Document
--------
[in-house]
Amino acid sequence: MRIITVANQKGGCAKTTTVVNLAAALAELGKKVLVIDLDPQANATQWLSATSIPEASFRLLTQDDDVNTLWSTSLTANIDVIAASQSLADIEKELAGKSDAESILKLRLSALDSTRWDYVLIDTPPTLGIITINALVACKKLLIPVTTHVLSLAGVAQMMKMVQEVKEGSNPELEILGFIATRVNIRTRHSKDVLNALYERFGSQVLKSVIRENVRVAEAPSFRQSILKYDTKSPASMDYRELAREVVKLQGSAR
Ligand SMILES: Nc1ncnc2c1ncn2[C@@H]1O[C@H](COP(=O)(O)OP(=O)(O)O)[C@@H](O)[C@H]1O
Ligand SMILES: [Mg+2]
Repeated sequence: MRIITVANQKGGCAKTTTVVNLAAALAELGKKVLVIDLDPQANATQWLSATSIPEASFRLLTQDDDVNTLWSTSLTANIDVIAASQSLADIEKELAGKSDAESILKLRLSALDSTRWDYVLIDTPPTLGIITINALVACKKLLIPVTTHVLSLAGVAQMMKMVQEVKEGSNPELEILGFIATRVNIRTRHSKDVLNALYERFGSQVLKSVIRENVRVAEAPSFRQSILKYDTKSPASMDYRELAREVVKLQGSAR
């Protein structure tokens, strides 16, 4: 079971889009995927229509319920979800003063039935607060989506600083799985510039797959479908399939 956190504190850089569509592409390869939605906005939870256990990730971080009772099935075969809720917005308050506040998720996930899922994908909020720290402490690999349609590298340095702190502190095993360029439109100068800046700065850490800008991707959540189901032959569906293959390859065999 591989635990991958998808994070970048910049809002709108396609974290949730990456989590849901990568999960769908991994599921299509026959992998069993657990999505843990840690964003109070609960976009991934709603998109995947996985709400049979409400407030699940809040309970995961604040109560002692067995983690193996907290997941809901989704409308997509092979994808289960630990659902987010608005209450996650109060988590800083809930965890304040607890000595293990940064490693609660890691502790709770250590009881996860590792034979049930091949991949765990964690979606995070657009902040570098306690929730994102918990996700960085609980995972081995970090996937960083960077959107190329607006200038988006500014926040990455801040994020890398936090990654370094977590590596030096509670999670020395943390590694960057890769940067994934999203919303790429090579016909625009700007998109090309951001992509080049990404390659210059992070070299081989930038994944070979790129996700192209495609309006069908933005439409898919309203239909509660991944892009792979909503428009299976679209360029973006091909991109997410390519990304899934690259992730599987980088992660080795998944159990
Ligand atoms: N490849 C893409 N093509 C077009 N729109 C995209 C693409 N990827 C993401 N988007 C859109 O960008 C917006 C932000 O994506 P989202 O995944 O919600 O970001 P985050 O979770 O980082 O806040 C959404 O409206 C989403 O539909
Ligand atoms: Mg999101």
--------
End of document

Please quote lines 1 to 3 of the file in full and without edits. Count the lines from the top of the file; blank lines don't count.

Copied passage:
[in-house]
Amino acid sequence: MRIITVANQKGGCAKTTTVVNLAAALAELGKKVLVIDLDPQANATQWLSATSIPEASFRLLTQDDDVNTLWSTSLTANIDVIAASQSLADIEKELAGKSDAESILKLRLSALDSTRWDYVLIDTPPTLGIITINALVACKKLLIPVTTHVLSLAGVAQMMKMVQEVKEGSNPELEILGFIATRVNIRTRHSKDVLNALYERFGSQVLKSVIRENVRVAEAPSFRQSILKYDTKSPASMDYRELAREVVKLQGSAR
Ligand SMILES: Nc1ncnc2c1ncn2[C@@H]1O[C@H](COP(=O)(O)OP(=O)(O)O)[C@@H](O)[C@H]1O